The indictment, filed by the chief public prosecutor of the Supreme Court of Appeals, accuses the Peoples' Democratic Party (HDP) of having ties to a designated terror organisation – PKK.
Turkey's Constitutional Court has accepted an indictment seeking the closure of HDP or the Peoples' Democratic Party for alleged ties to the PKK terror organisation.
In mid-March, the country's top prosecutor filed an indictment seeking the dissolution of the HDP, accusing it of colluding with PKK and seeking to destroy the unity of the state.
Bekir Sahin, the chief public prosecutor of the Supreme Court of Appeals, filed the indictment at the Constitutional Court on Monday. The indictment was sent to the Supreme Court, also called the Court of Cassation.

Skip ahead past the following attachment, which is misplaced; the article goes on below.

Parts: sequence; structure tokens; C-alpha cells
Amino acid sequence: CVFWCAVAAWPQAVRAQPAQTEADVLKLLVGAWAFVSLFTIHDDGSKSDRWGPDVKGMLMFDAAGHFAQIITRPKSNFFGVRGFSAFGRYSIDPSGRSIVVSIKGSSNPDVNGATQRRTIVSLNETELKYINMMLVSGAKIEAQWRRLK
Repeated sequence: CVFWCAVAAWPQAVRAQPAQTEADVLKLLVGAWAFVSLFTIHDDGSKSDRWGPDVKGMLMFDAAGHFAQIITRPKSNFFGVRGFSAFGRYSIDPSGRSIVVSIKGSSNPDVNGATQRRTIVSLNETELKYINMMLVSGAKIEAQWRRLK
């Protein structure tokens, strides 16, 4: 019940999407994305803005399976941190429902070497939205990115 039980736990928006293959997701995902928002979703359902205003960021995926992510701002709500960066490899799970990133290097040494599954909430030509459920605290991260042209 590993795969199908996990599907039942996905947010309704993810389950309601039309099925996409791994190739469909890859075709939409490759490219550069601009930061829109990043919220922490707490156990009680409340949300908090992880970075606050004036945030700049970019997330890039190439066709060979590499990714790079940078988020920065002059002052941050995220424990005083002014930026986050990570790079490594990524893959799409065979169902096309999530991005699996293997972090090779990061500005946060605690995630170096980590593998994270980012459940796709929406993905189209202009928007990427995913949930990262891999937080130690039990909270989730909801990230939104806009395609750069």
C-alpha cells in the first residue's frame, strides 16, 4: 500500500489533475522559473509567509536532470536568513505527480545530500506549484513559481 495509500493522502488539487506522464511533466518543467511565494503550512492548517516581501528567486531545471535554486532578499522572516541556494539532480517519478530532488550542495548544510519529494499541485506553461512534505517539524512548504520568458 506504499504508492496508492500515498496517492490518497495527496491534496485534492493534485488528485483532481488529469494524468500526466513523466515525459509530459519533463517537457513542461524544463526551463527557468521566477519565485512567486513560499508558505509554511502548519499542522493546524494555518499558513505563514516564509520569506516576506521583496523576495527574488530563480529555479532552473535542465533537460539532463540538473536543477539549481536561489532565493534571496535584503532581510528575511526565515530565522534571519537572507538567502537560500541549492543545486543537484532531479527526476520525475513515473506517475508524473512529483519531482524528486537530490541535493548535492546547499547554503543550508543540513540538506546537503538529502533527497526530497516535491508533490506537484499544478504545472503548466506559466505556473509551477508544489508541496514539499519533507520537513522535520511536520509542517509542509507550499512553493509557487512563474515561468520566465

READ MORE: Turkish prosecutor seeks closure of HDP
Ties with PKK
Turkish leaders have long argued that the HDP is little more than a front group for the terrorist PKK.
The party's co-chair Selehattin Demirtas and Figen Yuksekdag have been in prison since November 2017 with accusations of having links to the PKK after parliament voted in mid-2016 to remove immunity for Turkish lawmakers.
In recent years, HDP executives and elected officials have been charged with terrorism-related offences.
On March 17, Turkey's parliament revoked the seat of an HDP lawmaker, Omer Faruk Gergerlioglu, in light of a court ruling read out in parliament.
On February 19, Turkey's Supreme Court of Appeals, also called the Court of Cassation, approved the ruling on Gergerlioglu, who was sentenced to two years and six months for spreading propaganda for the PKK.
In PKK's 35-year terror campaign against the Turkish state, more than 40,000 people, including women and children, have been killed.
Turkey, the US and the EU recognise the PKK as a terrorist organisation.